The online interface looks just like Google Docs, but the sidebar is a little different and overall it seems cleaner. One really nice feature of the new Google Drive is the wide support it has for different file types. As you would expect, you could open the Google Docs supported file types, such as .doc, .xls, .pdf, .psd, and .txt. However, you can also view any basic text file, like .php or .html (both of which have text highlighting, which is awesome), and you can view the contents of .zip files, which is another awesome touch. As a matter of fact, Google Drive can open over 30 types of files, all right within the browser.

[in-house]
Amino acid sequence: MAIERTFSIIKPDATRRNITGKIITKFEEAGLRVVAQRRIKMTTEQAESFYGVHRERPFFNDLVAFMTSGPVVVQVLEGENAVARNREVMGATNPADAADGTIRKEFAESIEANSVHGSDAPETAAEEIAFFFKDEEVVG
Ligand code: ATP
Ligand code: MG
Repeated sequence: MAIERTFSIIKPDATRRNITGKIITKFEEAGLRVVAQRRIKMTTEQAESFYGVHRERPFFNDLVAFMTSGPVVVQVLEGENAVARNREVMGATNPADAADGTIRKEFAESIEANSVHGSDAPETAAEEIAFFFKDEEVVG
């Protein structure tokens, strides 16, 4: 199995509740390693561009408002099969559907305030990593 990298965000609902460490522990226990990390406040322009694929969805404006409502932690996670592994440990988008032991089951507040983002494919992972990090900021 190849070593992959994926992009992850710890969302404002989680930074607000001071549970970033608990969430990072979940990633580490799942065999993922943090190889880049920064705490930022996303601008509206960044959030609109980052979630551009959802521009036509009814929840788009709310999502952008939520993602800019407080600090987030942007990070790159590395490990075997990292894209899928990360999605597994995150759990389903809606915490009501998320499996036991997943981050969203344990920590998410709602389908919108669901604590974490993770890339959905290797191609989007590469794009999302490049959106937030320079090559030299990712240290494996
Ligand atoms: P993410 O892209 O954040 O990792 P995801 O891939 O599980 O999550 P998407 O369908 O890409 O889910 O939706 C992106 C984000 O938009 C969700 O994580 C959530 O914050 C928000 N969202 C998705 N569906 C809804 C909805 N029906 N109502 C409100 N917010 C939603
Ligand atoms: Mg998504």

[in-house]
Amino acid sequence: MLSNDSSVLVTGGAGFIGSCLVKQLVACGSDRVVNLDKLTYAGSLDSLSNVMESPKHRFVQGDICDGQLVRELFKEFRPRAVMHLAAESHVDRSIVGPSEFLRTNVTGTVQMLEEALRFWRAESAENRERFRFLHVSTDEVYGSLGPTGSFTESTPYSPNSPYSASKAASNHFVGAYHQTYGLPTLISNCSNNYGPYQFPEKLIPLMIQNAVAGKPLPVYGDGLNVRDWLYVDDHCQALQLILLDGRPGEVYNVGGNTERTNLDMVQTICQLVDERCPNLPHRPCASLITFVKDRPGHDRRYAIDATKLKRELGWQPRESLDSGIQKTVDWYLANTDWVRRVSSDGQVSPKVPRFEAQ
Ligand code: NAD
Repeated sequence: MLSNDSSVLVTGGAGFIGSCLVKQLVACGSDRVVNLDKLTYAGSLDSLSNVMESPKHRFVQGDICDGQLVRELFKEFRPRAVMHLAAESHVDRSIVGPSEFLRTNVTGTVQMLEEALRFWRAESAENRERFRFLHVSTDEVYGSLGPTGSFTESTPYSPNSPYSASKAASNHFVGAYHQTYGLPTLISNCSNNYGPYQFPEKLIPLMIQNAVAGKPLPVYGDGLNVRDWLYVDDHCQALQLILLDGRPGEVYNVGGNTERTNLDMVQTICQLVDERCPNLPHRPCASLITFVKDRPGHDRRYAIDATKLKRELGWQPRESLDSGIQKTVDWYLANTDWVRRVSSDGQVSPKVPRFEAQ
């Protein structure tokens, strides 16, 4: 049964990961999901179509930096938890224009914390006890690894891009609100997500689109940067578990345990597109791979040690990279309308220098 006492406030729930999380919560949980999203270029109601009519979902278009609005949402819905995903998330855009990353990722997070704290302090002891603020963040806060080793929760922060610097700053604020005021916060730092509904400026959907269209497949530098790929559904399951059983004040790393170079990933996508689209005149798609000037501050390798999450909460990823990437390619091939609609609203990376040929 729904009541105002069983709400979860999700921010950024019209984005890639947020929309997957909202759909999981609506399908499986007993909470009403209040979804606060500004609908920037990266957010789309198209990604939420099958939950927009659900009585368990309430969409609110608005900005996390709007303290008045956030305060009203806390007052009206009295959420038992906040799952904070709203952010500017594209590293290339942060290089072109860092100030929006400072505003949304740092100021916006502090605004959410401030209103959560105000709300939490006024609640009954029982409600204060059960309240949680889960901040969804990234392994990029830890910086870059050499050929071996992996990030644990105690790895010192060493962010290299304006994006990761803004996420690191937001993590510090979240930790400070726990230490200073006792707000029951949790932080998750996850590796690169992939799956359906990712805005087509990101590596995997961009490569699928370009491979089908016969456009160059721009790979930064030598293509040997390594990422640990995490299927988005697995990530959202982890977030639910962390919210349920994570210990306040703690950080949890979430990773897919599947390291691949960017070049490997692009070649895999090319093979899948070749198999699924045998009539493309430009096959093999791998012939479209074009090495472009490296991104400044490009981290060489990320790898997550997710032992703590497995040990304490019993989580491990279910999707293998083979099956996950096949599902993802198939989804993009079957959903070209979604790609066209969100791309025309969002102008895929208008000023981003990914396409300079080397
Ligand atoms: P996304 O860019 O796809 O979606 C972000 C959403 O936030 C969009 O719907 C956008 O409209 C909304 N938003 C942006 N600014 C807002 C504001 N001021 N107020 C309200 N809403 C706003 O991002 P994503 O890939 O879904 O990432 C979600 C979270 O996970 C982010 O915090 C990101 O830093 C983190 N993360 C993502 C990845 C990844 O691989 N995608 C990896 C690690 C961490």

View of an HTML file, with syntax highlighting!


Quite possibly the best feature of Dropbox is how easy it is to share files and folders. Invite people to a folder, or even create a link to any file to send to someone (which is a relatively new feature). Let’s see how Google Drive stacks up against it.

Sharing is pretty straight-forward. Select a file and share it using the “Share” button in the top right corner. You can then share the file with anyone, and even give them edit, comment, or just view permissions.

Editing Permissions

One big issue is that it seems you need a Google Account to view the files. While Google’s claim is that soon you’ll be able to attach files from Google Drive within GMail, a public link to the file similar to Dropbox offers would be great as not everyone has a Google Account. I feel this can really inhibit Drive’s growth. If all parties do have a Google Account, however, there are some benefits.